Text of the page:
The Iceman is asked to review an evening with Esa-Pekka
Salonen and the L.A. Philharmonic. The last concert he assayed at the
Dorothy Chandler was during the Reagan era. Carl Maria Guialini was the
director of the philharmonic. Mahler's 2nd Symphony was conducted by that
reliable old Indian fart, Zubin Mehta. The Iceman muses that Maestro
Salonen will surely be more spry of step than Maestro Mehta. Menelsshohn's
Violin Concerto and Bruckner's 7th Symphony are the featured works of the
proffered evening. He has long loved the Bruckner. He is enveloped in
a wave of nostalgia, as if a forgotten adagio flooded his memory. He agrees
He is assured of press-comps to the affair. The night
before the performance he contacts the ticket office. He discovers that no
such provisions have been made. He insists they recheck their vouchers.
Reluctantly, he plays the fame card - he identifies himself as the
"Iceman." He is offered a pair of seats in the nosebleed section
of the third balcony. He reluctantly accepts.
On the evening of performance the battery in his Timex
dies. The battery costs more than the watch it had empowered. He
unceremoniously disposes of both. Free from the constraints of his
chronometer he will later be hopelessly late for the concert. He phones the
philharmonic. He requests a short delay in the performance. His request is
greeted with risible incredulity. He and his date arrive unfashionably late
to the Dorothy Chandler Pavilion.
He pleads for late seating. Here he meets with a measure
of success. He and his companion are seated in front of a 19'' TV in a
lounge area, adjacent to a bar. The 2nd movement Andante of the Mendelssohn
meekly squeaks through a broken speaker of the television. The Iceman
believes all of the above is an excellent excuse for a drink. He orders a
Half way through his libation, the violinist, Sayaka
Shoji concludes the Mendelssohn. She plays an encore. As near as he could
tell both performances were spirited and strong - which is more than he can
say for his ten dollar scotch.
Somewhere during his third double he notices the
intermission crowd has thinned as significantly as the ice in his overpriced
drink. To his horror he hears the applause greeting the return of the
celebrated conductor. The Iceman is about to be unfashionably late for the
second half of the program.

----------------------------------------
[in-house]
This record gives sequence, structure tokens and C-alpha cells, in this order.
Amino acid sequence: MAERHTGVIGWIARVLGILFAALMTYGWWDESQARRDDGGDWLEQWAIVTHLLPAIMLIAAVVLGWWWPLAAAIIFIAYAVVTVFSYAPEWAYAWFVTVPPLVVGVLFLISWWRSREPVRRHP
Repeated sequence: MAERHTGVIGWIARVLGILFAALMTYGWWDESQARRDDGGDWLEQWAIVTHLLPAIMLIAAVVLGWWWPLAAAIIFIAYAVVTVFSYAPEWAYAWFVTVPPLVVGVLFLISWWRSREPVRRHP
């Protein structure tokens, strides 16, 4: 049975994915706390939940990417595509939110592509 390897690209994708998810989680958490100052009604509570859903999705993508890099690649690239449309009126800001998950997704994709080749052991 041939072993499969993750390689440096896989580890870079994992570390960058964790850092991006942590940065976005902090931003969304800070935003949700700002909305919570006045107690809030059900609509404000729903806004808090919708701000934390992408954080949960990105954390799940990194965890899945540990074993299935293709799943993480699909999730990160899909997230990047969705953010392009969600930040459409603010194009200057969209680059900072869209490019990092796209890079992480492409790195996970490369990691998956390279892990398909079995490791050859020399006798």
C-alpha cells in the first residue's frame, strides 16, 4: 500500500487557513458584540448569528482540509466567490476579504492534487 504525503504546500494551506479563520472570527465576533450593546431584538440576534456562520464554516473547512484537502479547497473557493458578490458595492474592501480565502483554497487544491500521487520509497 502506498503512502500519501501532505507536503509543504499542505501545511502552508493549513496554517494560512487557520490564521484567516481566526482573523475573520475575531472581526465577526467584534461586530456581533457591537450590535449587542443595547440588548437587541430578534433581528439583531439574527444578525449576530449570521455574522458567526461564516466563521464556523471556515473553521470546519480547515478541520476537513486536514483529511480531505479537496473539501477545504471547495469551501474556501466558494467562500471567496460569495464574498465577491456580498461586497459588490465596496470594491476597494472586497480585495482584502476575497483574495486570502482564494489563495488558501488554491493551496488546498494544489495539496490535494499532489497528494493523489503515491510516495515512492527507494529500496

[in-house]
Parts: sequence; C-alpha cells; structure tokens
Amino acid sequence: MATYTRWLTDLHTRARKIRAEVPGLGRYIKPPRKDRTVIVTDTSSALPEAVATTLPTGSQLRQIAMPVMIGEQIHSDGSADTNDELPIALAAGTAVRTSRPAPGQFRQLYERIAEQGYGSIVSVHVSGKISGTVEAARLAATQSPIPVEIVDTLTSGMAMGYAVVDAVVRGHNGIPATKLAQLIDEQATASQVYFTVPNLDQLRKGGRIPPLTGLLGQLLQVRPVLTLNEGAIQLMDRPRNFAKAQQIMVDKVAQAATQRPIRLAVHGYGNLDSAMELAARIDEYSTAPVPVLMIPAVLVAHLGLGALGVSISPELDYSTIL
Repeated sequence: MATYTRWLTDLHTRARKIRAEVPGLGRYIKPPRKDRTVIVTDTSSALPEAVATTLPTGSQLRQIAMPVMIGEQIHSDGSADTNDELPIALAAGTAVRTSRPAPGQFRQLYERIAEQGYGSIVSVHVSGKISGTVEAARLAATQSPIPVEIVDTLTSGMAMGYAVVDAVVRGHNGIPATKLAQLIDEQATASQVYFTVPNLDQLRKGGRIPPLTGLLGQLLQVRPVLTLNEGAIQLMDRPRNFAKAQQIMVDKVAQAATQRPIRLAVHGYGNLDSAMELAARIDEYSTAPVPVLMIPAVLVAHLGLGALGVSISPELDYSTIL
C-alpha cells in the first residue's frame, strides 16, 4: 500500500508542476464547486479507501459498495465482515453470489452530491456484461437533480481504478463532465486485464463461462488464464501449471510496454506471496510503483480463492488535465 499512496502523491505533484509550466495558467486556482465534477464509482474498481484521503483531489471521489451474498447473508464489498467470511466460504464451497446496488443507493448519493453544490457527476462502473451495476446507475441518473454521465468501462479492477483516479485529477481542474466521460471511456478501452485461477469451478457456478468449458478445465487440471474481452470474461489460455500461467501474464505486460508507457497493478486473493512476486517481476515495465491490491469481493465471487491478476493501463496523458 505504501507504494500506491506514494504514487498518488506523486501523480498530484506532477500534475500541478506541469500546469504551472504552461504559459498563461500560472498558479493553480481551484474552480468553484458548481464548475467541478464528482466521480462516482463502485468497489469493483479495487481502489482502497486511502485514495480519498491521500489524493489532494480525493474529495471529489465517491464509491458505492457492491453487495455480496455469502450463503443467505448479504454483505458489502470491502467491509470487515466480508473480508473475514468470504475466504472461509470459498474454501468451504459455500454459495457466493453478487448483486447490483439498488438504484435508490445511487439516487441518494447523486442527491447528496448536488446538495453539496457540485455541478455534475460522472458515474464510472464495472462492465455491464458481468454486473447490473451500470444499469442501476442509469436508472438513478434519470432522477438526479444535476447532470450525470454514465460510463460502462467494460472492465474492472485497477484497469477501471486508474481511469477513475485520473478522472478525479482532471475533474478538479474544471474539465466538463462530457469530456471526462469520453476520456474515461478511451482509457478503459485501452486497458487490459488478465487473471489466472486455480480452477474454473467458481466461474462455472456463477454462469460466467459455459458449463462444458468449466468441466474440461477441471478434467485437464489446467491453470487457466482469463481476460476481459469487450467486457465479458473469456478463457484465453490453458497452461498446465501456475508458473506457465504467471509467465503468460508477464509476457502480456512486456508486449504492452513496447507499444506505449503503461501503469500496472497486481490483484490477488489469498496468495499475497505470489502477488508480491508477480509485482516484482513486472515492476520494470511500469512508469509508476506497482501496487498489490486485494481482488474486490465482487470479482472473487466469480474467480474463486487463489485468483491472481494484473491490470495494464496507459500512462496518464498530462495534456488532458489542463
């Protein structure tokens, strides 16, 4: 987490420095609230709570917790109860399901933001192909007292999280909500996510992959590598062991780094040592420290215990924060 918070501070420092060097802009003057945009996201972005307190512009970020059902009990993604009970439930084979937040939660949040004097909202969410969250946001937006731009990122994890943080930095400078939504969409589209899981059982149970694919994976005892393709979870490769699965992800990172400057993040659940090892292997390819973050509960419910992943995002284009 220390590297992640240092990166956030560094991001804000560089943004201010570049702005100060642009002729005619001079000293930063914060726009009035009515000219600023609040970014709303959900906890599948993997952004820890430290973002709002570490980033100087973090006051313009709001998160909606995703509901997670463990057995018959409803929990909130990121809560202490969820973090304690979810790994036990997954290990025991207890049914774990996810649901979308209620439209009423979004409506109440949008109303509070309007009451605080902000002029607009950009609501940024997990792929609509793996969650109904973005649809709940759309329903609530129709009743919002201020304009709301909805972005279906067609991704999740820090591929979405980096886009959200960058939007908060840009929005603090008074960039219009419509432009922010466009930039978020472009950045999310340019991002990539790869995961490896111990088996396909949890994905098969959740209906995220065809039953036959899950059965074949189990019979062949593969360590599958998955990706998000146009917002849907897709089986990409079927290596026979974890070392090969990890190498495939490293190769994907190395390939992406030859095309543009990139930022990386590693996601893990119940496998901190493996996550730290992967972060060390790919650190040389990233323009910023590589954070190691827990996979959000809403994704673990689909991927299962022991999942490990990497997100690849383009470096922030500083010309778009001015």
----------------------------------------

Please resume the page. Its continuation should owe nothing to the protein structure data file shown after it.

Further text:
During his bolt to the top balcony, the cellos of the
Bruckner's stately 7th symphony begin their somber Wagnerian travail. The
Iceman presents his tickets to the unsmiling usher barring his entrance.
Tickets have been purchased so seats shall surely be provided. The Iceman
and date are, once again, escorted to the lounge and seated in front of the
19" TV. He resolves to be philosophical. He orders another drink.
Bruckner's symphonic works each extend past the better
part of an hour. This fact gives the Iceman ample time to plot. The Bastille
will not long remain secure. Fortified by his single malt he drags his
companion to the Founders Circle in the first balcony. Surely some
socialites will have departed for livelier entertainment. With a little
verve and pluck the Iceman may yet prevail. He steels himself in the
spiritual belief that he, more than any other deserves to hear his beloved
Bruckner from inside the auditorium. He believes his aesthetic
fortitude is beyond mortal resistance. He will not be turned aside. He
bribes the usher.
As the 1st movement concludes he is lead to two seats
worth five times the ones from which he was initially turned away. The
Iceman and companion are seated. They note that the audience has diligently
saved their coughs and wheezes for the present interval. They resign
themselves to unprotected pestilence. The Iceman is pleased. He settles-in
for the final three movements of the mighty 7th .
The Adagio is a tragic anticipation Wagner's demise.
Musicologists have suggested that Bruckner knew Wagner to be ill and
believed him to be dying as he put pen to staff and outlined the second
movement, a year before the death of his beloved master. He recalls this
touching bit of balderdash as the violins begin the 2nd movement. The adagio
is one of the loveliest evocations of the late 19th century. It alone proves
to be well worth the price of admission. The balderdash becomes almost
The Scherzo is wildly energetic. Esa-Pekka is justly
famed for the power behind his baton. Bruckners' circular structure turns
again and again upon itself until each theme has been wholly developed and
magnificently concluded. The finale of the piece develops its major themes
and sustains its heroic and elegiac tone. It concludes crisply, an hour and
fifteen minutes from the 1st downbeat of the maestro's baton.
The Iceman and audience rise rapturously to their feet.
He is gratified that, in the least, he has at last been inaugurated into the
musical reign of Mr. Salonen. As the conductor turns to receive the
adoration of the crowd he appears more aged and ponderous than the Iceman
imagined the youthful director to be. The Iceman himself is, of course, more
aged and ponderous than he would care to remember, but something in the
conductor's carriage is oddly familiar.
Alas, the conductor turns out to be that reliable old
Indian fart, Zubin Mehta.He notes the performance was Mr. Mehta's final
foray in the hall he inaugurated as director in 1967.
The Iceman is touched. He commendeths Mr. Mehta and
the L.A. Philharmonic for a memorable evening.